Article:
Defence Sec 'furious' over 'woke' report urging British Army to prioritise diversity over security vetting for recruits

11 February 2024, 08:56 | Updated: 11 February 2024, 09:00

The British Army want to loosen security checks for overseas recruits in order to boost diversity and inclusion, according to reports.
The British Army want to loosen security checks for overseas recruits in order to boost diversity and inclusion, according to reports. Picture: Alamy/Getty

By Emma Soteriou

Defence Secretary Grant Shapps has shut down recommendations for the British Army to prioritise "diversity and inclusion" over security vetting for overseas recruits.

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The British Army wants to loosen security checks for overseas recruits in order to boost diversity and inclusion, a leaked report revealed.

But Defence Secretary Grant Shapps has shut down the move, insisting there will not be "any lowering of security clearance requirements" for those hoping to join.

Britain's armed forces are currently going through a recruitment crisis and are seeking to boost their numbers through recruiting from ethnic minority backgrounds.

Documents seen by the Telegraph, which are part of internal policy suggestions and recommendations drafted up by the Army, suggest loosening vetting requirements as they are "the primary barrier to non-UK personnel gaining a commission in the Army".

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Responding to the report, Mr Shapps said: “I am ordering a review of diversity and inclusivity policy at the MoD.

“We want people from all backgrounds to serve in our military but some policies appear to be more about a political agenda than practically improving the lives of our dedicated soldiers and military personnel.

“There will certainly not be any lowering of security clearance requirements on my watch.

“And no one should be offended by having religion as part of remembrance services. You don’t have to be Christian to appreciate and respect the history and traditions of the United Kingdom.”

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Sir Richard Dearlove, former head of MI6 from 1999 to 2004, said: "The evidence published today in the Telegraph, which apparently prioritises the diversity, equality, and inclusion in matters of national security, is very worrying indeed. Picture: Getty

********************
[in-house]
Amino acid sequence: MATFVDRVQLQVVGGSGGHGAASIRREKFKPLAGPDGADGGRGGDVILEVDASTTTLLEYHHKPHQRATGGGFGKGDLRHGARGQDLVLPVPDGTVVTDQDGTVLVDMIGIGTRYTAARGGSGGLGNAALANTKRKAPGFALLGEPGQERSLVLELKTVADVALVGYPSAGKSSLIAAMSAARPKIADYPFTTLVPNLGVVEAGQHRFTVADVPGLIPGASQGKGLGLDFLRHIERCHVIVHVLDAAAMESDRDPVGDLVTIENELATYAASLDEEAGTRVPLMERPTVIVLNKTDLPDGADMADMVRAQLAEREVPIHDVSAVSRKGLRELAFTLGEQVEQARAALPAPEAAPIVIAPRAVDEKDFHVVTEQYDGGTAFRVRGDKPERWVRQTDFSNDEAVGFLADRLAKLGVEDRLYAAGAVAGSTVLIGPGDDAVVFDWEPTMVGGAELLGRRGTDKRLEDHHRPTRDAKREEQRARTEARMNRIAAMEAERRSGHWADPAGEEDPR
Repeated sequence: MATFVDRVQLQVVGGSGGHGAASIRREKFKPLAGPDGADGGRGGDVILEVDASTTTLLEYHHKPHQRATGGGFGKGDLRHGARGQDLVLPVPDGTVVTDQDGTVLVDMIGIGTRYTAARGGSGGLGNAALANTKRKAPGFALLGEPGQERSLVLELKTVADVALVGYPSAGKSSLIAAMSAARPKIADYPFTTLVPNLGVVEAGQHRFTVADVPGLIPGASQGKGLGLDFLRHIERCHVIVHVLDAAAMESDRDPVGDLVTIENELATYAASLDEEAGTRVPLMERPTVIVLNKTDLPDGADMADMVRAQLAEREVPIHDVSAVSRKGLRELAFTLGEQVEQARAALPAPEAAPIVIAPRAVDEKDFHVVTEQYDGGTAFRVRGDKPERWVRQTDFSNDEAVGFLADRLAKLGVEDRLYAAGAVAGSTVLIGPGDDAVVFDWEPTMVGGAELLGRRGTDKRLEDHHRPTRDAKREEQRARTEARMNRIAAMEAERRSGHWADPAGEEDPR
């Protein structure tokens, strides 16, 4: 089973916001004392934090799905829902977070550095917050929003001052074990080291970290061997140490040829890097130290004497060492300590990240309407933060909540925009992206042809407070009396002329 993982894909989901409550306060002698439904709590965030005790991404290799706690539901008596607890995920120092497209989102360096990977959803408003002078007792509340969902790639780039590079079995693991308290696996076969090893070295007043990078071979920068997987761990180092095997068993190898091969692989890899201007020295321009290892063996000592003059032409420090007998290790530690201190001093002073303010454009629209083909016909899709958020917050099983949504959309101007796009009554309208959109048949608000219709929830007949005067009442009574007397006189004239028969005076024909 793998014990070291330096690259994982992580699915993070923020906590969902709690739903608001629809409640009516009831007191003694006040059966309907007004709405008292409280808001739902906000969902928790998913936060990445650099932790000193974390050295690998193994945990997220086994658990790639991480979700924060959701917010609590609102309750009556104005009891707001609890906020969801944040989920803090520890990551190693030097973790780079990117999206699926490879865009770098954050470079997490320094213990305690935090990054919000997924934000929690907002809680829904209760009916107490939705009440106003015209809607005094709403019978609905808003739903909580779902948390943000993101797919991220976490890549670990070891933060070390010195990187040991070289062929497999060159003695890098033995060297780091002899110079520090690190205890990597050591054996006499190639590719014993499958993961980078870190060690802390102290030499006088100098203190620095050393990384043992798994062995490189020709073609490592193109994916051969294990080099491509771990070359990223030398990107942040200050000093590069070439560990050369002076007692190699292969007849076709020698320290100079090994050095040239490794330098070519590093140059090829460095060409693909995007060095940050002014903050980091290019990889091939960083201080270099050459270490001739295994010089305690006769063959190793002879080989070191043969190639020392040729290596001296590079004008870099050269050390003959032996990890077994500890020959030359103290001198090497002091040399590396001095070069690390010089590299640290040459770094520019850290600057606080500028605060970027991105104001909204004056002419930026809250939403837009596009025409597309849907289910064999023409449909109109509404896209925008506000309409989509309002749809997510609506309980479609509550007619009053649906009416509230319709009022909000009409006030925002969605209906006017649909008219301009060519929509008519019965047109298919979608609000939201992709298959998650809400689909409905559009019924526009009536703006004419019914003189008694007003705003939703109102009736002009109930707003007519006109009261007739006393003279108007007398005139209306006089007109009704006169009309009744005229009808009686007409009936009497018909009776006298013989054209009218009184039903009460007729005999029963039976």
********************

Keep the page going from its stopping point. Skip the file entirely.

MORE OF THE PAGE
A source close to the Defence Secretary said he was "furious" over the leaked report and would "go to battle" to stop the "woke nonsense".

"We want an Armed Forces that everyone who is willing to serve their country is welcome to join and that supports them personally," they said.

“But the Defence Secretary is genuinely furious about this woke nonsense and he’s determined it is routed out on his watch. He’s ready to go to battle on it.

“He has talked repeatedly about how it is a more dangerous world so there is no way security levels will be lowered while he is Secretary of State.

“There are personnel issues that need addressing in the Armed Services but some of these policies are about a woke agenda and extreme critical race theories.

“These are leftist ideas that have leaked into the civil service and they are at best a distraction and at worst poisoning the wider discussion.

“The Secretary of State is happy for people to have a voice but having 93 diversity groups is a sign that the issue is out of control and he will act.

“There is already a review of equality, diversity and inclusivity policies for the civil service and already unconscious bias training has rightly been scrapped. The same standards will apply to Defence.”

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Freedom Parade For Soldiers Returning From Afghanistan. Picture: Getty

The row comes after the government was urged earlier this year to "get a grip" on the British army, with troop numbers falling fast, amid NATO warnings that Western countries could be at war with Russia within two decades.

The British army could number just 52,000 troops in ten years, based on current trends, an analysis has shown.

It currently stands at around 76,000 regular full-time troops, down from nearly 103,000 in 2012.

The government plans to cut the number of soldiers to 72,500 by next year, which has caused concern among US generals.

But with recruitment proving difficult despite contracts worth more than a billion pounds awarded to a private company to oversee the process, army numbers could drop faster.